Figure 2. Preliminary classification of macrochannel CEM Stages along Lockyer Creek. Grey line upstream of Helidon represents bedrock channel upstream of the Quaternary alluvium.
 

PhD Updates 

Daryl Lam - PhD Update

  
The last few months have been spent doing a lot of statistical and programming work to improve our understanding of extreme flood events in the region. Using the space-for-time concept, and applying a fairly new concept of Probabilistic Regional Envelope Curve (PREC), I have integrated regional records of extreme flood events into existing gauging sites records. The primary aim is to improve at-site Flood Frequency Analysis (FFA) for the region. One of the key findings is the comparison between the FFA and the new PREC-FFA is that the degree of difference in probability 100 year ARI reduces when a gauging station has >50 years of records and all the stations with over 55 years of Annual Maximum Series records has than 10% (Figure 1). It is generally accepted that short gauging records, and often without big events recorded, render the inaccuracy of FFA for large design floods (ARI >100 years), but often, they do not specify what is the minimum length of records required. As such, this result has significant implications to landuse planning and policy as well as dam constructions and upgrades.
 
In addition, another round of fieldwork is currently underway, more extreme flood deposits have been collected in the Mary catchment and more will be collected in the Logan-Albert over the next few weeks. Once that is completed, the focus for the next couple of months will be preparing the document and presentation for the mid-candidature review of my PhD in November. 
The graph compares the 100 Year Average Recurrence Interval (ARI) traditional FFA and the new PREC-FFA. The results indicate that all the stations with > 55 years record show an error margin of less than 10% between the FFA.

Peyton Lisenby - PhD update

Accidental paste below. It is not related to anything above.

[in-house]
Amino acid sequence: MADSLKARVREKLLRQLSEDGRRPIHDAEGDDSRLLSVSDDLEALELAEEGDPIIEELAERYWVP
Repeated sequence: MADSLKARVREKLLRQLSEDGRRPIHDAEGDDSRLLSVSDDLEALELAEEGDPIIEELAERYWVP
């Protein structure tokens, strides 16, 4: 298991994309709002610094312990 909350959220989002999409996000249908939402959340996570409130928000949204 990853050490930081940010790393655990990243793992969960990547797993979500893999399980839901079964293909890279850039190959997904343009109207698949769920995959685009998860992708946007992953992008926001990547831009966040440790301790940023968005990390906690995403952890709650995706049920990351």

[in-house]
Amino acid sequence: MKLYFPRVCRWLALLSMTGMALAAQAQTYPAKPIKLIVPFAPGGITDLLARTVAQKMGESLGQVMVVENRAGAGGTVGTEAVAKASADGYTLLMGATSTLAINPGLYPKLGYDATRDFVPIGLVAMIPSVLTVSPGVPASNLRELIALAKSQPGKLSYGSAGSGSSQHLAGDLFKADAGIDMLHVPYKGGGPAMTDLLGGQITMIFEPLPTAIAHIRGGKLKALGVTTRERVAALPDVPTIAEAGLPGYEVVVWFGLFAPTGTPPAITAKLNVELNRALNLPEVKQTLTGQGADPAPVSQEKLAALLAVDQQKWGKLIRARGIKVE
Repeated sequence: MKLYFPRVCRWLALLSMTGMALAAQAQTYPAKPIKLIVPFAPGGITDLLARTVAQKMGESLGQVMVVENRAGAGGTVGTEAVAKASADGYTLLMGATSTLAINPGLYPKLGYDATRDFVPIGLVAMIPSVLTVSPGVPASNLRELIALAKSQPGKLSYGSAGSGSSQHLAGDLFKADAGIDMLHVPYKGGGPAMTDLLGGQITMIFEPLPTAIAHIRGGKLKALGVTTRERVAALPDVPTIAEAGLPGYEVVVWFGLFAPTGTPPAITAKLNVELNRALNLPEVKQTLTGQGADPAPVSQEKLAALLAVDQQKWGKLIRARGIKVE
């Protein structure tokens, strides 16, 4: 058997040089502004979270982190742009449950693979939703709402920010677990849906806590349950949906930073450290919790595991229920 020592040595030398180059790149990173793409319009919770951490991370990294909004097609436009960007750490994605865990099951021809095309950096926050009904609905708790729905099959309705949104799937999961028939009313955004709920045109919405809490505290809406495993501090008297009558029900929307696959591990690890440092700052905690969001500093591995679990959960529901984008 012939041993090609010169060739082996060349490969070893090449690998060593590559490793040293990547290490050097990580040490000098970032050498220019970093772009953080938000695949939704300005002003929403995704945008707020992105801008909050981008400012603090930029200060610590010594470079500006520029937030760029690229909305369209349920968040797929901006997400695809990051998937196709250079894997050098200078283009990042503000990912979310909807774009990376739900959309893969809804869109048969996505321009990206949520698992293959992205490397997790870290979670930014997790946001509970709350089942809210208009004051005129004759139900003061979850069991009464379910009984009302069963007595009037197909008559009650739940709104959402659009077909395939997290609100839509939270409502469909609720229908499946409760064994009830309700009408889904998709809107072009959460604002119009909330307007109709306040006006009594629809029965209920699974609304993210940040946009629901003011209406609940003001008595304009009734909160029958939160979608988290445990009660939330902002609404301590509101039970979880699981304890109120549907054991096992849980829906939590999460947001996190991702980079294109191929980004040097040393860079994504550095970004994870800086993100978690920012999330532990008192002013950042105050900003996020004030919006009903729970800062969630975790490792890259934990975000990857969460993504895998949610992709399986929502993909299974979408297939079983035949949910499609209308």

PhD-level research in Stage 3 is currently focused on evaluating how effective storm events and geomorphologic adjustments are in moving sediment and instigating changes throughout the catchment. This work will build upon earlier work by Fryirs, Lisenby and Croke, on the morphological resilience of Lockyer Creek, and by Lisenby and Fryirs on channel adjustments within distinct tributary systems of the Lockyer Valley. A literature review paper discussing the history and applications of geomorphic effectiveness concepts is currently in preparation in order to establish a context for further analysis in the Lockyer Valley. Critical to this investigation will be a characterisation of the spatiotemporal connectivity between hillslopes, tributaries and trunk streams. Initial data collection supporting connectivity analysis has already begun and will continue through the end of 2015.

Heather Haines – PhD Update


This past quarter saw me travelling around quite a bit in relation to several aspects of my PhD program.  In early June I travelled to Maine to attend North American Dendroecological Fieldweek which is a 10 day training program covering all aspects of dendro research.  Groups of 4-10 are formed around different topics and then an entire field and lab project is undertaken by each group during the 10 days with a report and presentation completed on the final day.  Each year a PhD student from each group is selected as a NADEF Research Fellow to continue the work started at NADEF by leading the write-up of a peer reviewed publication and by attending a national/international conference to present the results.  I am excited to announce that I was chosen as the NADEF Research Fellow for my project and have been awarded $3000 to use towards travel to the Ameridendro conference early next year in Mendoza, Argentina.  While there I will present both on the NADEF project but also on my PhD research which will be a benefit to my work as many South America dendrochronologists work with tree species similar to those in tropical/subtropical Australia.